SCROLL DOWN FOR A SHORT SLIDESHOW OF PHOTOS
FROM THE 2015 THEOLOGICAL INSTITUTE
Irish author and priest Diarmuid O’Murchu cited the words of an American Catholic sister as the “mission statement” for his four-day seminar at the Nazareth Motherhouse in Concordia:
“The voice (of women and men religious) must be the voice that brings to the public debate the best in tradition, the finest in theological analysis, the keenest in social perception and the most challenging of Gospel values,” he quoted from a work by Benedictine Sister Joan Chittister.
“We are not people locked away in convents and monasteries,” he told the more than 125 women religious, priests, retired priests and laypeople who packed the Motherhouse auditorium. “Now should we ever be; we are obligated to be in the world.”
Father O’Murchu, a member of the Sacred Heart Missionary Order, was the presenter for the 20th annual Theological Institute July 2-5, sponsored by the Sisters of St. Joseph of Concordia and organized by Manna House of Prayer.
A prolific author and social psychologist, Father O’Murchu has devoted most of his working life to social ministry, predominantly in London. He has done couple’s counseling, AIDS-HIV counseling and bereavement work, and more recently has worked with homeless people and refugees. He now lives in Dublin.
“His feet are in the street,” said Sister Marcia Allen in her introduction of Father O’Murchu as the seminar began.
But his mind is also on the Catholic Church, faith, religious life and what all of those mean today. Some of his best-known books include “Quantum Theology,” “Christianity’s Dangerous Memory,” “God in the Mist of Change” and “On Being a Postcolonial Christian.” He has led workshops and lectured worldwide, taking part in programs in the U.S. and Canada, across Europe and in Australia, The Philippines, Thailand, India, Peru and several African nations.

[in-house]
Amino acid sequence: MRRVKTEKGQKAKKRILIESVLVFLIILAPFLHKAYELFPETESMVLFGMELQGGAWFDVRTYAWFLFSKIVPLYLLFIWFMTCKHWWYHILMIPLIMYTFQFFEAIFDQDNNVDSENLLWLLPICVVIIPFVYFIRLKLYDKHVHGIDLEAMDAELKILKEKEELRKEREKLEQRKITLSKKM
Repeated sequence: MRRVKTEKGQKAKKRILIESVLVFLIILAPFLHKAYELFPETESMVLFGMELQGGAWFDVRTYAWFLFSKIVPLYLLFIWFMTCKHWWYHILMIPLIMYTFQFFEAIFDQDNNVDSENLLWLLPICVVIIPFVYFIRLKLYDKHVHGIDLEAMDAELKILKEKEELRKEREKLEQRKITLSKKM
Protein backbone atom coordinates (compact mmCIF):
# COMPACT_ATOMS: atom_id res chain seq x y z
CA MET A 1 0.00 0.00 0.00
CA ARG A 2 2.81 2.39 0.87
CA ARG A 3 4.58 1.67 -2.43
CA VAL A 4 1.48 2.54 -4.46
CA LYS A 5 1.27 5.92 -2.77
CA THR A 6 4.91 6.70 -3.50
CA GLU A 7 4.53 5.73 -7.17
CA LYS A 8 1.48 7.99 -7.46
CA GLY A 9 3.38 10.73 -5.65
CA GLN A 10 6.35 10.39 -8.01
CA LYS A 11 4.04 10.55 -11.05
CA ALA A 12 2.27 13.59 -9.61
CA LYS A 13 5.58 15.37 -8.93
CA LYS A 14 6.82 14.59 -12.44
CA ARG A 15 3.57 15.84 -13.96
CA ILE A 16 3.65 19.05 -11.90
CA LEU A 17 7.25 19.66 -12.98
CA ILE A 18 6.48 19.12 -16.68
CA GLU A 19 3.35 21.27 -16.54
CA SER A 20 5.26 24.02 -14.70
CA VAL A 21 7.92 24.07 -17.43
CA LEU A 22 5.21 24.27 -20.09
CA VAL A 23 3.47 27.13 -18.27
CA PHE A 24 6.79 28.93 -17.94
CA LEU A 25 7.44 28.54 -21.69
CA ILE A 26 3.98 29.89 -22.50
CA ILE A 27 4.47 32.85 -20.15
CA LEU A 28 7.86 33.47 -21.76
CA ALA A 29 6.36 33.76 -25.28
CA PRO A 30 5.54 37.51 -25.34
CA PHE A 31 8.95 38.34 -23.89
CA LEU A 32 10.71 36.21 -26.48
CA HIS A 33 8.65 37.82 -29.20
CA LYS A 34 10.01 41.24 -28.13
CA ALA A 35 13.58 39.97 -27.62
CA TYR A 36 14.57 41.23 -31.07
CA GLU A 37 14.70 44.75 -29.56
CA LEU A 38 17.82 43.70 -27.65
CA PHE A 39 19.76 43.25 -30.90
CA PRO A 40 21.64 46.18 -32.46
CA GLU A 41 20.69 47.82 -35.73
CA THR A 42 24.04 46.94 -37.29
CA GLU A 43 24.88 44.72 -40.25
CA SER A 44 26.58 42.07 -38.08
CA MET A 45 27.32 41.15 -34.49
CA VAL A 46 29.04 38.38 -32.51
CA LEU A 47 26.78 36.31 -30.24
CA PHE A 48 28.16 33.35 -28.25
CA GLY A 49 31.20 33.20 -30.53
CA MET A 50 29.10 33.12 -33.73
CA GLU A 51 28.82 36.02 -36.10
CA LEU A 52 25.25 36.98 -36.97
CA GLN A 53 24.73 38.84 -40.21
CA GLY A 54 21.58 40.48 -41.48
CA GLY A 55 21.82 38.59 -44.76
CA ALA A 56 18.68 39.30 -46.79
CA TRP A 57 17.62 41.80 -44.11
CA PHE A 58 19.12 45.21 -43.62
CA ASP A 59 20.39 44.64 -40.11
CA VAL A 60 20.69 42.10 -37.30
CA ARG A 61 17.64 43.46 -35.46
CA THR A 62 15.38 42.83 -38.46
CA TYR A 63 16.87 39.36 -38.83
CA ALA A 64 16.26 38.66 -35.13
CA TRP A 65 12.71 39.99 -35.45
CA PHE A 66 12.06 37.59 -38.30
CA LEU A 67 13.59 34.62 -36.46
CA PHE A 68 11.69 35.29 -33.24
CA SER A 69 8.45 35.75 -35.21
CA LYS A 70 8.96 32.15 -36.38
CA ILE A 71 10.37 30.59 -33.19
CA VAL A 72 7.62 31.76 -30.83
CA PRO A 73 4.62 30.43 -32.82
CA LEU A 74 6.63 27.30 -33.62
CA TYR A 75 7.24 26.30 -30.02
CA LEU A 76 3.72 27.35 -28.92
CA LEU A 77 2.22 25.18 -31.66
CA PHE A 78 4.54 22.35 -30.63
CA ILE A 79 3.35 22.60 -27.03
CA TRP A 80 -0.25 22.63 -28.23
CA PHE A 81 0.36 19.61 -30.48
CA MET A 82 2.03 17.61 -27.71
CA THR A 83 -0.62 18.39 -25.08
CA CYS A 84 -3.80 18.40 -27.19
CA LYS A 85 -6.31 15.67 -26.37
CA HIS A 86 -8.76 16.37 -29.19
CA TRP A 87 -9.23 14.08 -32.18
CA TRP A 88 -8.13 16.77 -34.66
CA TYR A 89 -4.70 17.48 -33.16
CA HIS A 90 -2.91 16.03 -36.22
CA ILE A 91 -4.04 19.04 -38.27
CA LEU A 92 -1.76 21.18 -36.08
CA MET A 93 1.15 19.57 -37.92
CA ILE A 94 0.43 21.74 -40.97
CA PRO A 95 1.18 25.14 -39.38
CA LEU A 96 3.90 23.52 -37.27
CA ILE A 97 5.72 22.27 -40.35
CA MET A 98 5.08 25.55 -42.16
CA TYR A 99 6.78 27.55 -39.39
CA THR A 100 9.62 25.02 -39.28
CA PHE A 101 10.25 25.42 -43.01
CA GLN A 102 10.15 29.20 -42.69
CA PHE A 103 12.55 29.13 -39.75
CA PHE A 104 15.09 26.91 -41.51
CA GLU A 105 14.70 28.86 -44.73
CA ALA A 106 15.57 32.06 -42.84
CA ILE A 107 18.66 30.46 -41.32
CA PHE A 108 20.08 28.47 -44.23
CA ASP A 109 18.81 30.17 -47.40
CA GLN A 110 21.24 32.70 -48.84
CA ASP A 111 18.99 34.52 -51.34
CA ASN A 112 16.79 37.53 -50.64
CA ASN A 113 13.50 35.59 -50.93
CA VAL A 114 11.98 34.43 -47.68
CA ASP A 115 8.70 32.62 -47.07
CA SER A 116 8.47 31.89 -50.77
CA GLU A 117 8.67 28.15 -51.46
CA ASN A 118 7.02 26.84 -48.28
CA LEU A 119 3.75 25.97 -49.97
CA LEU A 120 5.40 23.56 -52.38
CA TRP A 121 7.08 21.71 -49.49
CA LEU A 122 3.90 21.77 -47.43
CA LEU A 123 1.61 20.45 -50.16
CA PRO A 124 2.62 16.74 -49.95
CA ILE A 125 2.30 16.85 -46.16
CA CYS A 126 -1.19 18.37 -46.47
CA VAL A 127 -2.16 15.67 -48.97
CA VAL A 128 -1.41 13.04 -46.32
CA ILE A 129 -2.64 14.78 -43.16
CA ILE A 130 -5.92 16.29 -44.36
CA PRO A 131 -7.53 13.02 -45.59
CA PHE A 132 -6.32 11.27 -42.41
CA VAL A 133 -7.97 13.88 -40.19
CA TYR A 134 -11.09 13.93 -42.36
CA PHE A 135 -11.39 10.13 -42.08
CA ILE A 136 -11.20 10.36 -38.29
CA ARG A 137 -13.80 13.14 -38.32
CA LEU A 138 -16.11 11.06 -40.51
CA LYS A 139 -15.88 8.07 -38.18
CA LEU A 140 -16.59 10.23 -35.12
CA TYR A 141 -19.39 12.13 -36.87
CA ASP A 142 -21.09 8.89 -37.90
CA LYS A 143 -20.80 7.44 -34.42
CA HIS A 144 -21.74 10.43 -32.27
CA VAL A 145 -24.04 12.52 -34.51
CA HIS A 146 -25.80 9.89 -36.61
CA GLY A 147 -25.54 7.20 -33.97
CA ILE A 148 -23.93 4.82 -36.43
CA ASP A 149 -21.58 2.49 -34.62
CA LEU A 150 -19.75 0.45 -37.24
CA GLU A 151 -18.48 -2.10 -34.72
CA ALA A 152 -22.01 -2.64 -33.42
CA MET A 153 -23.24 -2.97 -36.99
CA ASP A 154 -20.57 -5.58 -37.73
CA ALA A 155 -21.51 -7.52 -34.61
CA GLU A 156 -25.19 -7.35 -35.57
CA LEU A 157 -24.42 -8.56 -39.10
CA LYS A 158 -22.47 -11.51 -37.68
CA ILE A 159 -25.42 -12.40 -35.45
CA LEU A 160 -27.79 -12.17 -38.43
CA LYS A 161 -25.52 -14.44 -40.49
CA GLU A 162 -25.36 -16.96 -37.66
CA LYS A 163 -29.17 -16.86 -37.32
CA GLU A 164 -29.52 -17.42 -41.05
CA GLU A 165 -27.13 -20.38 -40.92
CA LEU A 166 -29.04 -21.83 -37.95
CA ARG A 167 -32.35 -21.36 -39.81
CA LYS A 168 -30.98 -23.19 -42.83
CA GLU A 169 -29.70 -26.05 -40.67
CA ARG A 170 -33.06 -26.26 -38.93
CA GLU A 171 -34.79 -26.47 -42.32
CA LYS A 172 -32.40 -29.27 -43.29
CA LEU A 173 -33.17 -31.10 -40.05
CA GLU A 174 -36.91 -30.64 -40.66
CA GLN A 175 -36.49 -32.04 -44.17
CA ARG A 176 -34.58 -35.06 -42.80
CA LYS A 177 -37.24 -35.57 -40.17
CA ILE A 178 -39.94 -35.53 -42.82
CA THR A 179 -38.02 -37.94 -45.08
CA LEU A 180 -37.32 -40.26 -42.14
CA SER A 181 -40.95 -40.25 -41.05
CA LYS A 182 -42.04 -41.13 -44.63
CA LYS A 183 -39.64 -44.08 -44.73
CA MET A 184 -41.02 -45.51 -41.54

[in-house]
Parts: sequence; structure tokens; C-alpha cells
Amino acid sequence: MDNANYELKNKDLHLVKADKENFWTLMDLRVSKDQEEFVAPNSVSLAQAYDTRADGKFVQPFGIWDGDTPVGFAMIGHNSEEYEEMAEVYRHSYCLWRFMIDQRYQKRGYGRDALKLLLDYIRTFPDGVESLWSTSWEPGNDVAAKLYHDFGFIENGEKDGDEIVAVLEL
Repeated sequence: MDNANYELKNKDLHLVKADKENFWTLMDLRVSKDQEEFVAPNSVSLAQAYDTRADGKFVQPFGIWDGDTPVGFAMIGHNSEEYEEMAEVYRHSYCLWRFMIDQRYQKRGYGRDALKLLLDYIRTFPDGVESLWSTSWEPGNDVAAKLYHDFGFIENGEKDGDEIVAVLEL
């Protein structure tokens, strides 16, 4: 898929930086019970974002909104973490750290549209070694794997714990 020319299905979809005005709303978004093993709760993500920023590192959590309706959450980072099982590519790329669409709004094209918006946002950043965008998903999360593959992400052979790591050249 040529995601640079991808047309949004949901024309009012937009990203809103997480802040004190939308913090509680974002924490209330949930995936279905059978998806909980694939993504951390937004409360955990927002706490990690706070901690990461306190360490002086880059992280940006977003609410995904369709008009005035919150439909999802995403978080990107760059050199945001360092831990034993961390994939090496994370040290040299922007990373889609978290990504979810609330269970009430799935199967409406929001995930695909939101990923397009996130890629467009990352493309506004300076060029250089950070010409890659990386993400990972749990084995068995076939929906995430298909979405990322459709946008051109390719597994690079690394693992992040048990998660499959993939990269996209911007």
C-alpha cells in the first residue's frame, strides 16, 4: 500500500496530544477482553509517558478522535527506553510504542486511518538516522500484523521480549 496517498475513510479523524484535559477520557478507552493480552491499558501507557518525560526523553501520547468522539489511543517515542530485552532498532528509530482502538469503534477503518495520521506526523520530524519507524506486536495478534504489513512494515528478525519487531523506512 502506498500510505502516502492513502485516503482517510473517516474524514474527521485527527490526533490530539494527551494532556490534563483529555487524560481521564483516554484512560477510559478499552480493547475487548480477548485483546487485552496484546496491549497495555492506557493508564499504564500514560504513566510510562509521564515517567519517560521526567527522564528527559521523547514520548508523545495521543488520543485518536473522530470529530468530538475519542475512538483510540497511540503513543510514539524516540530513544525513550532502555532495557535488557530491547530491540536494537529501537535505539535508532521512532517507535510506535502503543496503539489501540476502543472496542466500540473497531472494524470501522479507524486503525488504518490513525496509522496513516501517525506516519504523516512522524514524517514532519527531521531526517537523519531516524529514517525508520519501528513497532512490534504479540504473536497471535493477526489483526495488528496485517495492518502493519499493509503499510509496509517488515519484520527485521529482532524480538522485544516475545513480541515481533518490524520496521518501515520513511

His topic in Concordia was “Religious Life: Evolving through the 21st century.”
He said the word “evolution,” as he uses it, “denotes three things:” Growth, change and development.
Father O’Murchu focused the participants’ attention on the evolution of the traditional three vows of poverty, obedience and chastity.
He reinterpreted the vow of poverty as mutual sustainability, the vow of obedience as mutual collaboration and the vow of chastity or celibacy as relatedness. In that reinterpretation, he not only moved the language and meaning into the 21st century but also into the concerns that Pope Francis has addressed in his 2013 apostolic exhortation titled “The Joy of the Gospel” and in “Laudato Si’,” his encyclical released last month addressing climate change.
At the end of the seminar, the whole community of Sisters of St. Joseph spent a weeklong retreat reflecting on Father O’Murchu’s challenge for reinterpreting the vows.
The Sisters of St. Joseph began the Theological Institute, held each summer in Concordia, as a way of continuing their commitment to high quality education. Institutes over the years have featured a wide range of well-known theologians, historians and social justice advocates.
In 2016, the scheduled speaker is Richard Gaillardetz, professor of Catholic systemic theology at Boston College. That seminar is scheduled for the end of July and is titled “Power, Authority and Freedom in a Pilgrim Church.”